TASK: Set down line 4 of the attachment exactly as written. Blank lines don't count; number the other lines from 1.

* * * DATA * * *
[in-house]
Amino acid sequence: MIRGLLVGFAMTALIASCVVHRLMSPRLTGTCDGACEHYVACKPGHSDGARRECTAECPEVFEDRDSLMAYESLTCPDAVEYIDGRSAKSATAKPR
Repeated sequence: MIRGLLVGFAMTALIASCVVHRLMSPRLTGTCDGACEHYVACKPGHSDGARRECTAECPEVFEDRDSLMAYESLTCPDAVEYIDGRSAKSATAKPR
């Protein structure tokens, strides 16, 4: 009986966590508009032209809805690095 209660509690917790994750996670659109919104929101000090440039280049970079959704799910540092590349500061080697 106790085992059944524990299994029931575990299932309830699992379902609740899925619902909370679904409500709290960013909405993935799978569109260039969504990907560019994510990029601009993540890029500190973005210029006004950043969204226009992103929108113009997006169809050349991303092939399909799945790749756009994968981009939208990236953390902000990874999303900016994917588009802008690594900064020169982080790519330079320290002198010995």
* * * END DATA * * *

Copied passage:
């Protein structure tokens, strides 16, 4: 009986966590508009032209809805690095 209660509690917790994750996670659109919104929101000090440039280049970079959704799910540092590349500061080697 106790085992059944524990299994029931575990299932309830699992379902609740899925619902909370679904409500709290960013909405993935799978569109260039969504990907560019994510990029601009993540890029500190973005210029006004950043969204226009992103929108113009997006169809050349991303092939399909799945790749756009994968981009939208990236953390902000990874999303900016994917588009802008690594900064020169982080790519330079320290002198010995």